Pilots from China Airlines Ltd (CAL, 中華航空) remain on strike after the second round of negotiations between the pilots’ union and the airline yesterday again failed to reach a consensus on the issue of overwork, according to the Taoyuan Union of Pilots.
There was almost no common ground between the management and workers, union board director Chen Pei-pei (陳蓓蓓) said after four hours of talks mediated by the Ministry of Transportation and Communications.
“I was very surprised that CAL did not bring any new proposals to the table. They seemed to be just repeating the conclusions of our last meeting,” Chen said.
“We compromised on four points, but the airline did not make any changes to its positions,” she said.
China Airlines President Hsieh Shih-chien (謝世謙) said the company extended an olive branch by agreeing to schedule three crew members on red-eye flights of more than seven hours, but the offer was not accepted by the union.
China Airlines said it was confused that after the first round of talks, it met the key demands proposed by the union — essentially four pilots for flights of over 12 hours and three pilots for those of over eight hours — but the union kept bringing up new demands, making further concessions impossible.
Deputy Minister of Transportation and Communications Wang Kwo-tsai (王國材), the ministry's point man in the labor dispute, was hoping for a better result.
“I was very disappointed with the outcome, and I hope both sides can calm down and come up with better solutions,” Wang said.
The main issue separating China Airlines and its pilots is work hours on regional flights and how many hours constitute “overwork.”
The first round of negotiations last week broke down because the airline insisted it would only schedule three flight crew members on flights of over eight hours, while the pilots were asking for three pilots on flights of over seven hours.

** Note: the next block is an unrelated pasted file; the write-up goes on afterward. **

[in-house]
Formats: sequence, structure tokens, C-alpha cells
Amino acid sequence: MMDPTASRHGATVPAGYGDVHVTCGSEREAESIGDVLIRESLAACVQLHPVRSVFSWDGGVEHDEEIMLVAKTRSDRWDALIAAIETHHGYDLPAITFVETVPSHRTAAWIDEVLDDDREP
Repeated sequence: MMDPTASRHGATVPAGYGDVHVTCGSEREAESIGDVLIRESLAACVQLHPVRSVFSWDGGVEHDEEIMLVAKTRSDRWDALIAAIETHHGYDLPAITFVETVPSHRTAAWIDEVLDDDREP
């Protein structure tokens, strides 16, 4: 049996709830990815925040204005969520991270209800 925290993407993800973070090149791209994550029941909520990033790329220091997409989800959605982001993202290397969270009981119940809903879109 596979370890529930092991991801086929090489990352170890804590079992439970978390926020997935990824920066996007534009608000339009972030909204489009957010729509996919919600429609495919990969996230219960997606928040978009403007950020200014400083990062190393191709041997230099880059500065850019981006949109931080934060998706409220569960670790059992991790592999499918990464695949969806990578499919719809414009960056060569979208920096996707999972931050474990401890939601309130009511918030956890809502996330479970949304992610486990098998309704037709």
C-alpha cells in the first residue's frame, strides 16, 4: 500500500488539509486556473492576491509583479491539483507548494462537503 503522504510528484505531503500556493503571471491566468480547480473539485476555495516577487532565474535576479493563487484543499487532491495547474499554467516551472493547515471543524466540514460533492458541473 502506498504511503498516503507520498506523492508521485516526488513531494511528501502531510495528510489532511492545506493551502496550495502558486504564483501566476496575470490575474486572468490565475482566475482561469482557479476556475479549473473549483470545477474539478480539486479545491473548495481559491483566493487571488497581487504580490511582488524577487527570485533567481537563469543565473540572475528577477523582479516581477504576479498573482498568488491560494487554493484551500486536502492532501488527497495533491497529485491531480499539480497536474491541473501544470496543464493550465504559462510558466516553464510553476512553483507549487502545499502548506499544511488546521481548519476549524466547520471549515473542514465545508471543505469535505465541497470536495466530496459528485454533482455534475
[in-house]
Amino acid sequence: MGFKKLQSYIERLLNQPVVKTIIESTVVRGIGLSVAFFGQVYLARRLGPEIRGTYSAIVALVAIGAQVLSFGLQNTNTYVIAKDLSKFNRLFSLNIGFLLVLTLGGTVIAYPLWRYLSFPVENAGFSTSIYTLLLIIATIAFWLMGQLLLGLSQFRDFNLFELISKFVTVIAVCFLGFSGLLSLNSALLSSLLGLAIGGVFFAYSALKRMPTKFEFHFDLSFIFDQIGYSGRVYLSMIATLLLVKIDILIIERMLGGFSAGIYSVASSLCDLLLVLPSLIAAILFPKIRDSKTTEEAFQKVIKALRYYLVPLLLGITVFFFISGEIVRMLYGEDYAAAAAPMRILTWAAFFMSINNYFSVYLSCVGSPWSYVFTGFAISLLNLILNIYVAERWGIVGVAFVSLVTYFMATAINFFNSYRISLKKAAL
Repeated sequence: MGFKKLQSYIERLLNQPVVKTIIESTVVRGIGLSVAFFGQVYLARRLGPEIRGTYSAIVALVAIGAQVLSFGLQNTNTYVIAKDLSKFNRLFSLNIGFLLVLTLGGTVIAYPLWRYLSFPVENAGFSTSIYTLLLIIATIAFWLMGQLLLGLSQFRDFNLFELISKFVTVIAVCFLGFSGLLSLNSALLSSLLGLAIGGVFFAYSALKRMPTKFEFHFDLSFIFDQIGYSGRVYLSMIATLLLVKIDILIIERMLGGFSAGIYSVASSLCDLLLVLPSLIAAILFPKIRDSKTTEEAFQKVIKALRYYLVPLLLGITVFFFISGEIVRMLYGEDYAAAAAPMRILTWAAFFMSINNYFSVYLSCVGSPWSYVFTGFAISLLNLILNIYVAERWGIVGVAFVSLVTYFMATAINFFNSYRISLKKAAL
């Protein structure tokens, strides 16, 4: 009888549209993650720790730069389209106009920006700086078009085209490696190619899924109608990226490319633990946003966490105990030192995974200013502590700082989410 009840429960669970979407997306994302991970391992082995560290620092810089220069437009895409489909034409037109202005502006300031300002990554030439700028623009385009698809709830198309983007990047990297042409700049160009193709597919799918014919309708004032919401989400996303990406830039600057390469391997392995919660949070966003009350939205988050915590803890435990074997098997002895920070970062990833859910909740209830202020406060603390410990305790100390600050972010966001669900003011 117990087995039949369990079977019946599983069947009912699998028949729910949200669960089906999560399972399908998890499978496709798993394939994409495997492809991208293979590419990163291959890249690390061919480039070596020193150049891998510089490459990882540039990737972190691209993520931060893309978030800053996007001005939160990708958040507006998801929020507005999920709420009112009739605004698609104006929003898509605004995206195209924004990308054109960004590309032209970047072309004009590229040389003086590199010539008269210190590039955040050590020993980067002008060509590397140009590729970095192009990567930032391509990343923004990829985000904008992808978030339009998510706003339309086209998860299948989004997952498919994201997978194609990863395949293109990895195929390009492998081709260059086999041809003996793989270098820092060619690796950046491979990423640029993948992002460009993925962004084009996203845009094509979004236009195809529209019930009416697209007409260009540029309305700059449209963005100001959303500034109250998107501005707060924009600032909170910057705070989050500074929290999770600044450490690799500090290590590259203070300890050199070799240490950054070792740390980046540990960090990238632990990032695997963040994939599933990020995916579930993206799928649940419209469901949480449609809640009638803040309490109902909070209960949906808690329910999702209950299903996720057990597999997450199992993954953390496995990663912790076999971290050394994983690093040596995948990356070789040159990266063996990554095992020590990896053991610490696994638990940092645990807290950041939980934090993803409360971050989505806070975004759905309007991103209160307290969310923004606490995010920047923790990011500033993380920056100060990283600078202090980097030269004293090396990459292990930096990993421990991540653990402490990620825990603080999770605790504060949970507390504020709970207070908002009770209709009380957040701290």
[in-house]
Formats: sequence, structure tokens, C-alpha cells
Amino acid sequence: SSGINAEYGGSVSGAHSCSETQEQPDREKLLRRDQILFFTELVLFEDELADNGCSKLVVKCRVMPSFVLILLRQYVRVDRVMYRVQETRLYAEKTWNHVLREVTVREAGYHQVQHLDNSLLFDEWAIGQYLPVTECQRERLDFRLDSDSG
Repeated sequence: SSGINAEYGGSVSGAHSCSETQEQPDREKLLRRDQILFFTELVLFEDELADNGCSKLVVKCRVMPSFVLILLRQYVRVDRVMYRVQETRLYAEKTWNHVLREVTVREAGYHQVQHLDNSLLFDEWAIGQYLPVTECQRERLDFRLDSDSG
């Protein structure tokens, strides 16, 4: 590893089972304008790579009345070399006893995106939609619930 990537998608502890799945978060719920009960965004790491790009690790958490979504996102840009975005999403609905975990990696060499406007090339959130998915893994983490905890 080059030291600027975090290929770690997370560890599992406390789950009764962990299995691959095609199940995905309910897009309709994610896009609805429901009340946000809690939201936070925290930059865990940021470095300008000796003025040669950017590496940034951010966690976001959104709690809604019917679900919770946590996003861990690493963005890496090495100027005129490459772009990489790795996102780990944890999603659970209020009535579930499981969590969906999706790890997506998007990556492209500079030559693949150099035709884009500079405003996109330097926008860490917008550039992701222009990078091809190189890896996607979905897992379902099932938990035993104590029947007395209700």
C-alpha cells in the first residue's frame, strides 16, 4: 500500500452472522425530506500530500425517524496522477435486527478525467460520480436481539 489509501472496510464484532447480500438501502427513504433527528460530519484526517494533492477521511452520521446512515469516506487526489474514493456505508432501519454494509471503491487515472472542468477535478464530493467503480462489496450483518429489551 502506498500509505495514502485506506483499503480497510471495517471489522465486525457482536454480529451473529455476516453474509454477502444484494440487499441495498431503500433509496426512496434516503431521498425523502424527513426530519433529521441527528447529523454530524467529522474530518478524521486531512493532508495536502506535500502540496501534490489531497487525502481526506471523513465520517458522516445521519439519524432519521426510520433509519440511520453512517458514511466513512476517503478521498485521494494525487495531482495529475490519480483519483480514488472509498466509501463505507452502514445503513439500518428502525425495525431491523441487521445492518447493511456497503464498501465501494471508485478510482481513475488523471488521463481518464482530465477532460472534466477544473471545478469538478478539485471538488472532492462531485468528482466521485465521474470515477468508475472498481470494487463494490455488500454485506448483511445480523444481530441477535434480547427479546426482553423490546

Chen said the union yesterday agreed to the eight-hour threshold for three pilots, but was still demanding a seven-hour threshold for pilots flying multi-sector cargo flights.
Regional flights account for 40 percent of the airline's schedule and take eight hours on average for a round trip.
Wang yesterday announced that China Airlines passengers whose trips were disrupted by the pilots’ strike and who were not traveling as part of a tour group would receive US$250 compensation each.
China Airlines was previously only willing to offer independent travelers US$100 as compensation for the inconvenience.
Travelers in tour groups would be compensated based on the amount reported by their travel agency, he said.
At the Grand Hotel in Taipei yesterday, President Tsai Ing-wen (蔡英文) spoke about the labor dispute before addressing Taiwanese businesspeople based in China, saying that the government has been monitoring developments closely.
“We hope that both sides can sit down, and appeal to reason and flexibility during the negotiations,” she said.
The airline canceled 28 flights today, according to the latest flight information on its official Web site.
The 28 canceled flights include two flights from Taipei to Sydney and two round-trips between Taipei and Hong Kong, as well as three inbound flights from Vienna to Taipei, from Sydney to Taipei and from Osaka to Kaohsiung, the Web site showed.
For a complete list of China Airlines cancelations, visit www.china-airlines.com/au/en/discover/news/press-release/ announcement.
Passengers of the canceled flights are instead to board flights by Tigerair Taiwan (台灣虎航), Mandarin Airlines (華信航空) and other carriers.
Tigerair Taiwan and Mandarin Airlines are subsidiaries of China Airlines.
Wang said that China Airlines’ flight demand this week is expected to fall by 30 percent, as the Lunar New Year holiday ended on Sunday.
Other carriers would also have more seats to accommodate China Airlines passengers now that the holiday is over, he said.
Additional reporting by Shelley Shan
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